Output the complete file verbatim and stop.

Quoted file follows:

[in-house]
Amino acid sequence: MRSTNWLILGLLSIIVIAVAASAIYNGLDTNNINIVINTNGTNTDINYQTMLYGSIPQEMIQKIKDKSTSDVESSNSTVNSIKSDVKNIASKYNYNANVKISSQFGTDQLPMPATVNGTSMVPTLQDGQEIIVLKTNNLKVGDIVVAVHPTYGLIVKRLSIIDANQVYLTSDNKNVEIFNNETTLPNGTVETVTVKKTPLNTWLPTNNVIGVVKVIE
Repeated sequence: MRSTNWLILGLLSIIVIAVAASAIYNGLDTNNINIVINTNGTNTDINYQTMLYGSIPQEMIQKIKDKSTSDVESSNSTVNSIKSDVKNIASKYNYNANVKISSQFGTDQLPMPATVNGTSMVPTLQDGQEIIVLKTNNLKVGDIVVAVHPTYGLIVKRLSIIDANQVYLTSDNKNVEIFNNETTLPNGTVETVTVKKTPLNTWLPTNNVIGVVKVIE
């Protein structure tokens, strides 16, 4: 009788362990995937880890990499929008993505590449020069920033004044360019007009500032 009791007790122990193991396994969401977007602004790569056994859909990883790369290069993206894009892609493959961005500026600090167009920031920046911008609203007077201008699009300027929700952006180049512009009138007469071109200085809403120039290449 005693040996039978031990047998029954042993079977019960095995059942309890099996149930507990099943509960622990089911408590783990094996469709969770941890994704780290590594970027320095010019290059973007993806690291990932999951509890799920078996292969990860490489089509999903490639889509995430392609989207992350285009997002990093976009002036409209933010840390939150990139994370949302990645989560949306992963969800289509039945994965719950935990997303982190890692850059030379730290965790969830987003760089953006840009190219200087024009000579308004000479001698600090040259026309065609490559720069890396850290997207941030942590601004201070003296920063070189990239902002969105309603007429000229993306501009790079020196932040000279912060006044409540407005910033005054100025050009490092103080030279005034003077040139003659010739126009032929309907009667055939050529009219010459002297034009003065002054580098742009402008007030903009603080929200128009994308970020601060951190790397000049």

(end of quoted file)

[in-house]
Amino acid sequence: MRSTNWLILGLLSIIVIAVAASAIYNGLDTNNINIVINTNGTNTDINYQTMLYGSIPQEMIQKIKDKSTSDVESSNSTVNSIKSDVKNIASKYNYNANVKISSQFGTDQLPMPATVNGTSMVPTLQDGQEIIVLKTNNLKVGDIVVAVHPTYGLIVKRLSIIDANQVYLTSDNKNVEIFNNETTLPNGTVETVTVKKTPLNTWLPTNNVIGVVKVIE
Repeated sequence: MRSTNWLILGLLSIIVIAVAASAIYNGLDTNNINIVINTNGTNTDINYQTMLYGSIPQEMIQKIKDKSTSDVESSNSTVNSIKSDVKNIASKYNYNANVKISSQFGTDQLPMPATVNGTSMVPTLQDGQEIIVLKTNNLKVGDIVVAVHPTYGLIVKRLSIIDANQVYLTSDNKNVEIFNNETTLPNGTVETVTVKKTPLNTWLPTNNVIGVVKVIE
């Protein structure tokens, strides 16, 4: 009788362990995937880890990499929008993505590449020069920033004044360019007009500032 009791007790122990193991396994969401977007602004790569056994859909990883790369290069993206894009892609493959961005500026600090167009920031920046911008609203007077201008699009300027929700952006180049512009009138007469071109200085809403120039290449 005693040996039978031990047998029954042993079977019960095995059942309890099996149930507990099943509960622990089911408590783990094996469709969770941890994704780290590594970027320095010019290059973007993806690291990932999951509890799920078996292969990860490489089509999903490639889509995430392609989207992350285009997002990093976009002036409209933010840390939150990139994370949302990645989560949306992963969800289509039945994965719950935990997303982190890692850059030379730290965790969830987003760089953006840009190219200087024009000579308004000479001698600090040259026309065609490559720069890396850290997207941030942590601004201070003296920063070189990239902002969105309603007429000229993306501009790079020196932040000279912060006044409540407005910033005054100025050009490092103080030279005034003077040139003659010739126009032929309907009667055939050529009219010459002297034009003065002054580098742009402008007030903009603080929200128009994308970020601060951190790397000049």